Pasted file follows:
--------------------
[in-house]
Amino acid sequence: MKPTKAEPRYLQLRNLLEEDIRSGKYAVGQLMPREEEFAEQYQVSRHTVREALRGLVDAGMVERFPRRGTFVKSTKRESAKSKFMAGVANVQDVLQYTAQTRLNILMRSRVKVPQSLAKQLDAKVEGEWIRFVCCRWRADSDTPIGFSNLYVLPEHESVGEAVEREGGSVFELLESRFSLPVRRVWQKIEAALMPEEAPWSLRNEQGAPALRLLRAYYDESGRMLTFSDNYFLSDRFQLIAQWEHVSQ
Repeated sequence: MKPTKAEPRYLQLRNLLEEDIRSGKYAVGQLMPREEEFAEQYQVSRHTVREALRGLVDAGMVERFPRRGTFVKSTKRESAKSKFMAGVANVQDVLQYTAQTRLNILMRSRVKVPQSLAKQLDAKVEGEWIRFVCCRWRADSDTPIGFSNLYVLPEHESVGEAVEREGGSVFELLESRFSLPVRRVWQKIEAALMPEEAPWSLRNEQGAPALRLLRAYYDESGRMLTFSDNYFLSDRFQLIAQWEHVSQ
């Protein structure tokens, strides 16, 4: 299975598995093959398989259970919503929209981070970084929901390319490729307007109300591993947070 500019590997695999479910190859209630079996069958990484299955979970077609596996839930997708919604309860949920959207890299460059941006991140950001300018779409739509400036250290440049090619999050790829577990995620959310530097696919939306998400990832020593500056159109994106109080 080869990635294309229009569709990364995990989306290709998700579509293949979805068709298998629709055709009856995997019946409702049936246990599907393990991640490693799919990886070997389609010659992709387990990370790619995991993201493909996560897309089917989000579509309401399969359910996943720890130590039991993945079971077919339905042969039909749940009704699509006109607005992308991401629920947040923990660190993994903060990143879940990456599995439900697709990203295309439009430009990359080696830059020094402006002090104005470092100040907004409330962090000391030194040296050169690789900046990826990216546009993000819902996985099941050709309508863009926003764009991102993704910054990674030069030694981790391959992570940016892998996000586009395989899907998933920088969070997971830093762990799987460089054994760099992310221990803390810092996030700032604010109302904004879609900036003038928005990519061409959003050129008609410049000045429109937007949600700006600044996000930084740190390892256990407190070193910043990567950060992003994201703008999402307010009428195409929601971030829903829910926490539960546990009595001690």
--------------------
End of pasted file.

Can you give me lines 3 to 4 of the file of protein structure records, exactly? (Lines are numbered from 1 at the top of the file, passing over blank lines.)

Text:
Repeated sequence: MKPTKAEPRYLQLRNLLEEDIRSGKYAVGQLMPREEEFAEQYQVSRHTVREALRGLVDAGMVERFPRRGTFVKSTKRESAKSKFMAGVANVQDVLQYTAQTRLNILMRSRVKVPQSLAKQLDAKVEGEWIRFVCCRWRADSDTPIGFSNLYVLPEHESVGEAVEREGGSVFELLESRFSLPVRRVWQKIEAALMPEEAPWSLRNEQGAPALRLLRAYYDESGRMLTFSDNYFLSDRFQLIAQWEHVSQ
């Protein structure tokens, strides 16, 4: 299975598995093959398989259970919503929209981070970084929901390319490729307007109300591993947070 500019590997695999479910190859209630079996069958990484299955979970077609596996839930997708919604309860949920959207890299460059941006991140950001300018779409739509400036250290440049090619999050790829577990995620959310530097696919939306998400990832020593500056159109994106109080 080869990635294309229009569709990364995990989306290709998700579509293949979805068709298998629709055709009856995997019946409702049936246990599907393990991640490693799919990886070997389609010659992709387990990370790619995991993201493909996560897309089917989000579509309401399969359910996943720890130590039991993945079971077919339905042969039909749940009704699509006109607005992308991401629920947040923990660190993994903060990143879940990456599995439900697709990203295309439009430009990359080696830059020094402006002090104005470092100040907004409330962090000391030194040296050169690789900046990826990216546009993000819902996985099941050709309508863009926003764009991102993704910054990674030069030694981790391959992570940016892998996000586009395989899907998933920088969070997971830093762990799987460089054994760099992310221990803390810092996030700032604010109302904004879609900036003038928005990519061409959003050129008609410049000045429109937007949600700006600044996000930084740190390892256990407190070193910043990567950060992003994201703008999402307010009428195409929601971030829903829910926490539960546990009595001690």